TPI struggled with finding PET material causing production problems. This was due to many manufacturers shifting to PET at the same time and supply of PET not keeping up with demand. Management views this as a temporary issue, however, with both new PET supply coming online and use of other materials instead of PET.

All of these issues happening simultaneously caused investors to doubt foresight and execution of TPI management and created a selling spree. We view these issues as temporary and the sell off as an opportunity. We have full belief in execution excellence and strategic vision of TPI management. We think that reaching provided guidance of top-line growth and massive profitability will cause investors to pile back on during H2 2019 and 2020.


Customer concentration is very high with Vestas 46%, GE 27% and Nordex 13% of dedicated lines. Any fallout with one of these would be a massive problem for TPI. Long term contracts, however, protect this from happening and give TPI time to backfill in an unexpected fallout. The scale and stability of these companies also decrease the potential of such an event. TPI’s diversification strategy will reduce the revenue impact from any one customer over time.

The risk of competition comes to mind but is very low. TPI is the market leader serving almost all of the big players thanks to its advanced technology. The structure of TPI’s relationship with customers, collaborative approach, build-to-spec blades and long-term contracts, increases customer stickiness, and switching costs. It would be very unlikely for a competitor to steal TPI’s business.

Policy risk is an issue for any company with operations dependent on US government incentives under the current administration. US can change policy on a dime, much like the withdrawal from the Paris Agreement. We, however, view these shifts as short term populist actions and that the longer term trend is “going green”. We think that fighting climate change is a permanent theme along with supporting the growth of renewable energy.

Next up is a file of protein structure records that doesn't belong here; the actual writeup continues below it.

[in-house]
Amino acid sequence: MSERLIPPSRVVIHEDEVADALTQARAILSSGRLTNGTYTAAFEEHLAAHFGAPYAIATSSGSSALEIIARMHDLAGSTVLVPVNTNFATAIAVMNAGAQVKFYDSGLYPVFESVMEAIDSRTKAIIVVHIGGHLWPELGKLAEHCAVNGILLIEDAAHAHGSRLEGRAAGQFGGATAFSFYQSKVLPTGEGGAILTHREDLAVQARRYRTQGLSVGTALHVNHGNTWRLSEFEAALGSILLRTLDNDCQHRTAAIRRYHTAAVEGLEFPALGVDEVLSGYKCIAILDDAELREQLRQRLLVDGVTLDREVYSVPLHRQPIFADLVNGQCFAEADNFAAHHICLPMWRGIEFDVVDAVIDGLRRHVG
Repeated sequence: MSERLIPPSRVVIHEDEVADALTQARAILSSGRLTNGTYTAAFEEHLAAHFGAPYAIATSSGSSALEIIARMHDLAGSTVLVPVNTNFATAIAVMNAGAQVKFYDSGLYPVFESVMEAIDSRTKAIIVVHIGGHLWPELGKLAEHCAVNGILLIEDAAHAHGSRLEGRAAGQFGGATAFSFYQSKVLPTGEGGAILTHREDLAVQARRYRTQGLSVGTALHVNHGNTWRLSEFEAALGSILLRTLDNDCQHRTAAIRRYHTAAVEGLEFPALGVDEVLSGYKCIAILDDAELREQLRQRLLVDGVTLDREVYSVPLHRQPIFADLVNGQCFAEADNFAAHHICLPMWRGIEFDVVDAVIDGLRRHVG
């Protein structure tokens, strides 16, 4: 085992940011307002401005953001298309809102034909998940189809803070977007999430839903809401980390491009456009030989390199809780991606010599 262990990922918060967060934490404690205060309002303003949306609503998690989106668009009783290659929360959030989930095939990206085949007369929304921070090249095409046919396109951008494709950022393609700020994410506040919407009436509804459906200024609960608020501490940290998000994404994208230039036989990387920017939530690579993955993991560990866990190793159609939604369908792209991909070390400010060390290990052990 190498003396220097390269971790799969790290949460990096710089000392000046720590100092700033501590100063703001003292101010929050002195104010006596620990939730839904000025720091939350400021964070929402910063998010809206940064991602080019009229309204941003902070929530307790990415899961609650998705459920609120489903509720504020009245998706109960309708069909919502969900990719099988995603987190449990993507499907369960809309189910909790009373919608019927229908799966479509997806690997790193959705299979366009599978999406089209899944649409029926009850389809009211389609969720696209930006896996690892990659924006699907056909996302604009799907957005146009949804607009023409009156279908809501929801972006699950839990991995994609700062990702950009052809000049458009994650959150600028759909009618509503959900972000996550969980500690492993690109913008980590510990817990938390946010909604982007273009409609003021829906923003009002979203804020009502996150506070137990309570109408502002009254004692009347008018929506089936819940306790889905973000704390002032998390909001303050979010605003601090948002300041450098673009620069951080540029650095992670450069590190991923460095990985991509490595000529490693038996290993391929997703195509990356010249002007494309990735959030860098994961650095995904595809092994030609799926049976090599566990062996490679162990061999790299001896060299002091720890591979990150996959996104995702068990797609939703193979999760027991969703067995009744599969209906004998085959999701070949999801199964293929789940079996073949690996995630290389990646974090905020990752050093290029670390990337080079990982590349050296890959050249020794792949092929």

TPI is exposed to geopolitical risks with its operations in emerging markets like Mexico, China, and Turkey.

Trust in management and TPI’s trading multiple could further deteriorate if PET supply shortages continue or TPI has another procurement issue.

The stock is illiquid and may cause large volatility in price in an unexpected negative event, potentially magnifying the amplitude of other risks.


Overall we view TPI as an excellent risk/reward play and recommend investors Buy. The main business is in a secular growth market and a favorably developing niche. The management has a solid strategy of growing TPI organically both in wind blade manufacturing and diversifying into other secular growth markets. The top line growth will be matched with a dramatic jump in profitability. In our opinion, the valuation is very pessimistic and will soon change with new lines contributing to top and bottom line growth in 2019 and 2020. We find the current “dip” in price is caused by temporary factors and recommend that investors take advantage.

Disclosure: I am/we are long TPIC. I wrote this article myself, and it expresses my own opinions. I am not receiving compensation for it (other than from Seeking Alpha). I have no business relationship with any company whose stock is mentioned in this article.